NIC - Network Interface Card
NIC - Network Interface Card is almost
necessary for directly connecting computers and other devices to networks.
You don't necessarily need them in all situations, for example, when you
use a dial up connection a modem displaces the need for a NIC. The
NIC translates the parallel signal produced by the computer into a serial
format to be sent over a network. The 0s and 1s of binary
communication are translated into electrical impulses, light pulses, radio
waves or whatever signal medium is being used.
When selecting a NIC it is important to consider the following issues.
Use and Configuration. Configuring NICs is actually pretty similar to configuring a modem. You might need to set some or all of the following.
You might need to configure other parameters if the NIC is a combo card which can be used with different media types.
Most NICs make use of either IRQ 3 or IRQ 5 and will come with a default set.
IRQ stands for "Interrupt Request." PCs use interrupt
requests to manage various hardware operations. Devices such as sound
cards, modems, and keyboards can all send interrupt requests to the
processor. For example, when the modem needs to run a process, it sends an
interrupt request to the CPU saying, "Hey, hold up, let me do my thing!"
The CPU then interrupts its current job to let the modem run its process.
The following table lists the standard devices or processes associated with each IRQ. Many of these devices are not going to be on all computers and then their IRQ can be used for other things.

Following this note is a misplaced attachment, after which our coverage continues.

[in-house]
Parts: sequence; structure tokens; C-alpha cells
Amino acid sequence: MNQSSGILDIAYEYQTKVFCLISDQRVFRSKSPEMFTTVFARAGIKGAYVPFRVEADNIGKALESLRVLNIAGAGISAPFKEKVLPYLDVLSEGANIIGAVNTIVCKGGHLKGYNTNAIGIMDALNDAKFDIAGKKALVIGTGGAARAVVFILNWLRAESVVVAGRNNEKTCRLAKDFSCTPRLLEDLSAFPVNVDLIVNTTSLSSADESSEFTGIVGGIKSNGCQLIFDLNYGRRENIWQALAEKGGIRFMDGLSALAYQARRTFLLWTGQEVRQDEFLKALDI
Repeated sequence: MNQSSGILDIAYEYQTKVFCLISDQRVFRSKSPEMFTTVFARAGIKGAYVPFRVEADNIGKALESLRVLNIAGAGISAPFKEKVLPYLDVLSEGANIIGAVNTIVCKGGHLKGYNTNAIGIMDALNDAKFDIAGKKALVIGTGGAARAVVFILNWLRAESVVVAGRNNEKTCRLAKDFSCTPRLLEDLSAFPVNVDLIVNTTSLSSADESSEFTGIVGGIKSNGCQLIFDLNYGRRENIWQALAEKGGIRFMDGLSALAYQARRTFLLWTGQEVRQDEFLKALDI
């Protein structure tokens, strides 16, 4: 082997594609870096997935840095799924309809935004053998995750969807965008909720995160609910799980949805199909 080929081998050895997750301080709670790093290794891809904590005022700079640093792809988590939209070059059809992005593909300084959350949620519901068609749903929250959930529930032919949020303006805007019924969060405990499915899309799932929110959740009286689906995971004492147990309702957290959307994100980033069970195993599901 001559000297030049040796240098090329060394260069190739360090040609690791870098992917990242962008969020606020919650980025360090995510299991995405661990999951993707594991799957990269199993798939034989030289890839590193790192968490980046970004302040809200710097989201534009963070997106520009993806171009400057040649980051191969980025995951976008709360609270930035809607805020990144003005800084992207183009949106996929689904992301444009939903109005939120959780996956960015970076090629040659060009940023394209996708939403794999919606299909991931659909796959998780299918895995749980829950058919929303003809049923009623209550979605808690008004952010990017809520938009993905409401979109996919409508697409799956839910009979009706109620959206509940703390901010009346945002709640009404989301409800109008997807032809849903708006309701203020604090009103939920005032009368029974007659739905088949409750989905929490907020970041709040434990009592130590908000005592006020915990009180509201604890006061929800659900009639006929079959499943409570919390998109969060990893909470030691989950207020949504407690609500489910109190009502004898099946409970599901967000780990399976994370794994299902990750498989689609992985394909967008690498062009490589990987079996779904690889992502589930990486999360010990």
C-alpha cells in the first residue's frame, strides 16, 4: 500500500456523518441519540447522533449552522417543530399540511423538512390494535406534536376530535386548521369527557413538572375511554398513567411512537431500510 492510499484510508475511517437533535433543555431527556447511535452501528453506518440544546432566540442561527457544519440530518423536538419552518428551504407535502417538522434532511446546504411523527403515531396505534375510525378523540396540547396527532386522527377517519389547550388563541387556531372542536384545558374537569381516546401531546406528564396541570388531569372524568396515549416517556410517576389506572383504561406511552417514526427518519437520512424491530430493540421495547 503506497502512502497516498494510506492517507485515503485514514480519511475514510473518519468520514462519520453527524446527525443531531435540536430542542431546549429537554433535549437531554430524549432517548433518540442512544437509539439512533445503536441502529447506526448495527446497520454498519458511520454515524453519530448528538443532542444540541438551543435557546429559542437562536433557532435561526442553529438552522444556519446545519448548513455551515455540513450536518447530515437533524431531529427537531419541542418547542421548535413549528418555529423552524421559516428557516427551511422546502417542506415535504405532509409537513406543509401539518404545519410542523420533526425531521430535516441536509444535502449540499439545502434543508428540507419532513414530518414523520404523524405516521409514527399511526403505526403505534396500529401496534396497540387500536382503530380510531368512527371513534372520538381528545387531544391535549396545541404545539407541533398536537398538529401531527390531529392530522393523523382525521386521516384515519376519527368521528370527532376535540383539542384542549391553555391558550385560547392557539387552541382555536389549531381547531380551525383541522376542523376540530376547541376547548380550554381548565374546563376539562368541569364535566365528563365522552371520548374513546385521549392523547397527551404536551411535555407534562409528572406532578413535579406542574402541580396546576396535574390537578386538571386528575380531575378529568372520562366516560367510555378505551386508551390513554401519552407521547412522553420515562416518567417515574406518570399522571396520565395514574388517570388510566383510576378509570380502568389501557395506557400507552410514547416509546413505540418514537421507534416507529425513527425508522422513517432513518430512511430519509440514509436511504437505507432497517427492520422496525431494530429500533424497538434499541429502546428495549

|VGA Graphics Adapter||2 (9)|
|COM 2 and COM 4 (secondary serial port)||3|
|COM 1 and COM 3 (primary serial port)||4|
|Secondary parallel port (LPT2) or sound card||5|
|Floppy disk controller||6|
|Primary parallel port (LPT1)||7|
|Real time clock||8|
|Primary SCSI controller||10|
|Secondary SCSI controller||11|
|Primary IDE controller||14|
|Secondary IDE controller||15|
|Hopefully you remember the
earlier definition, but anyway, the
I/O Port is a
channel through which data is transferred between
the hardware device and the processor. These
port numbers are designated using hexadecimal
numbers. The ports that are usually
available for the NIC are
To also reiterate from an earlier page, a memory address is a location in RAM used for the storage of pertinent incoming and outgoing data. These are usually set by default by the manufactrurer. Some NICs do not make use of the computer's memory for this and so don't need an assigned memory address.